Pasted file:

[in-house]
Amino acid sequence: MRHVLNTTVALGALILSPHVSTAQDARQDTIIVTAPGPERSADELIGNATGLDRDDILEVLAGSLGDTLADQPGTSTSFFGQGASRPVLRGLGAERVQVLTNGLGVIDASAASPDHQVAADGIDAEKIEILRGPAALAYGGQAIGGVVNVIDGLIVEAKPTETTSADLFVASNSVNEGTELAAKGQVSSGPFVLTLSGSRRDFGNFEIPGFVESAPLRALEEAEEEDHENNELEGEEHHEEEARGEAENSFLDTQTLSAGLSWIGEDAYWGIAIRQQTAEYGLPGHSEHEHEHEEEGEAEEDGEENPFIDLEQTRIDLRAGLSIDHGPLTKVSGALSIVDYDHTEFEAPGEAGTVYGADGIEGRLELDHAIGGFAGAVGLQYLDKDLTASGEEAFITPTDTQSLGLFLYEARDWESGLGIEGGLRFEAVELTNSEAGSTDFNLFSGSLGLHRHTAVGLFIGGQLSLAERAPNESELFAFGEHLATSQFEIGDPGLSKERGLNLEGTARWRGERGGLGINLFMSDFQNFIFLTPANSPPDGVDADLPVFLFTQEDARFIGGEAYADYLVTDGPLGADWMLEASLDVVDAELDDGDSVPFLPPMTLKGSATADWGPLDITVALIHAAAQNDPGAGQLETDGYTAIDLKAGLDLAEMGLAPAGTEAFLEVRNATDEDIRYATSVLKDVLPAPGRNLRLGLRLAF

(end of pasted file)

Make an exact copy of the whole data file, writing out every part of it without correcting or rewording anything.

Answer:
[in-house]
Amino acid sequence: MRHVLNTTVALGALILSPHVSTAQDARQDTIIVTAPGPERSADELIGNATGLDRDDILEVLAGSLGDTLADQPGTSTSFFGQGASRPVLRGLGAERVQVLTNGLGVIDASAASPDHQVAADGIDAEKIEILRGPAALAYGGQAIGGVVNVIDGLIVEAKPTETTSADLFVASNSVNEGTELAAKGQVSSGPFVLTLSGSRRDFGNFEIPGFVESAPLRALEEAEEEDHENNELEGEEHHEEEARGEAENSFLDTQTLSAGLSWIGEDAYWGIAIRQQTAEYGLPGHSEHEHEHEEEGEAEEDGEENPFIDLEQTRIDLRAGLSIDHGPLTKVSGALSIVDYDHTEFEAPGEAGTVYGADGIEGRLELDHAIGGFAGAVGLQYLDKDLTASGEEAFITPTDTQSLGLFLYEARDWESGLGIEGGLRFEAVELTNSEAGSTDFNLFSGSLGLHRHTAVGLFIGGQLSLAERAPNESELFAFGEHLATSQFEIGDPGLSKERGLNLEGTARWRGERGGLGINLFMSDFQNFIFLTPANSPPDGVDADLPVFLFTQEDARFIGGEAYADYLVTDGPLGADWMLEASLDVVDAELDDGDSVPFLPPMTLKGSATADWGPLDITVALIHAAAQNDPGAGQLETDGYTAIDLKAGLDLAEMGLAPAGTEAFLEVRNATDEDIRYATSVLKDVLPAPGRNLRLGLRLAF